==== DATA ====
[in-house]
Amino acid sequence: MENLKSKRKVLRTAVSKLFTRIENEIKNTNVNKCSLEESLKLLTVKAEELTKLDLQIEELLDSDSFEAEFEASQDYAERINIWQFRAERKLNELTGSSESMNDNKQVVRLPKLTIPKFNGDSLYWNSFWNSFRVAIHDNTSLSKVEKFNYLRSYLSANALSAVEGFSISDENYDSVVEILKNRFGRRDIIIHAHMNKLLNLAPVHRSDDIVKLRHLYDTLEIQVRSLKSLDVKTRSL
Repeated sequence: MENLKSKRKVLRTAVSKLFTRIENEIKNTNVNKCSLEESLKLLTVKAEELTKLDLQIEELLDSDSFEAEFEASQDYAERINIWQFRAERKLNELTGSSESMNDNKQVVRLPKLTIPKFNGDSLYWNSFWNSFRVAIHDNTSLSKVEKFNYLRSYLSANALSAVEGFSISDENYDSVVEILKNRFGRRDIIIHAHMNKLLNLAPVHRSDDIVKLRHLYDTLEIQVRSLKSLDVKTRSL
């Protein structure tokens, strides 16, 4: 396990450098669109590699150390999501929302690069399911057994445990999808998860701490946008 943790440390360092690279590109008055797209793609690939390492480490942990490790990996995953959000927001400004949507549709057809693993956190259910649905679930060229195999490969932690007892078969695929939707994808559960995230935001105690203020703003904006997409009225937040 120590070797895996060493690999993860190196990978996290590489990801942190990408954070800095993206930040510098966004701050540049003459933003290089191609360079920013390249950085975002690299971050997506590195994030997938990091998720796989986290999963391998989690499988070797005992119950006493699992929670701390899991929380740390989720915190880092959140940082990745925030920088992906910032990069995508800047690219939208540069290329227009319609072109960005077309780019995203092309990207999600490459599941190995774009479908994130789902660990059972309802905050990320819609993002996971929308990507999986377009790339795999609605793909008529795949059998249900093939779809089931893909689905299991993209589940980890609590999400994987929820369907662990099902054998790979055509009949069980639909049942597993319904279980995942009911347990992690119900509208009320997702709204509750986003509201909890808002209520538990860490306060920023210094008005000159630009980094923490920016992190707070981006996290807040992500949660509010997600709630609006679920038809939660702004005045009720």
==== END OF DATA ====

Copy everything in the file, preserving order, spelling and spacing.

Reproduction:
[in-house]
Amino acid sequence: MENLKSKRKVLRTAVSKLFTRIENEIKNTNVNKCSLEESLKLLTVKAEELTKLDLQIEELLDSDSFEAEFEASQDYAERINIWQFRAERKLNELTGSSESMNDNKQVVRLPKLTIPKFNGDSLYWNSFWNSFRVAIHDNTSLSKVEKFNYLRSYLSANALSAVEGFSISDENYDSVVEILKNRFGRRDIIIHAHMNKLLNLAPVHRSDDIVKLRHLYDTLEIQVRSLKSLDVKTRSL
Repeated sequence: MENLKSKRKVLRTAVSKLFTRIENEIKNTNVNKCSLEESLKLLTVKAEELTKLDLQIEELLDSDSFEAEFEASQDYAERINIWQFRAERKLNELTGSSESMNDNKQVVRLPKLTIPKFNGDSLYWNSFWNSFRVAIHDNTSLSKVEKFNYLRSYLSANALSAVEGFSISDENYDSVVEILKNRFGRRDIIIHAHMNKLLNLAPVHRSDDIVKLRHLYDTLEIQVRSLKSLDVKTRSL
């Protein structure tokens, strides 16, 4: 396990450098669109590699150390999501929302690069399911057994445990999808998860701490946008 943790440390360092690279590109008055797209793609690939390492480490942990490790990996995953959000927001400004949507549709057809693993956190259910649905679930060229195999490969932690007892078969695929939707994808559960995230935001105690203020703003904006997409009225937040 120590070797895996060493690999993860190196990978996290590489990801942190990408954070800095993206930040510098966004701050540049003459933003290089191609360079920013390249950085975002690299971050997506590195994030997938990091998720796989986290999963391998989690499988070797005992119950006493699992929670701390899991929380740390989720915190880092959140940082990745925030920088992906910032990069995508800047690219939208540069290329227009319609072109960005077309780019995203092309990207999600490459599941190995774009479908994130789902660990059972309802905050990320819609993002996971929308990507999986377009790339795999609605793909008529795949059998249900093939779809089931893909689905299991993209589940980890609590999400994987929820369907662990099902054998790979055509009949069980639909049942597993319904279980995942009911347990992690119900509208009320997702709204509750986003509201909890808002209520538990860490306060920023210094008005000159630009980094923490920016992190707070981006996290807040992500949660509010997600709630609006679920038809939660702004005045009720």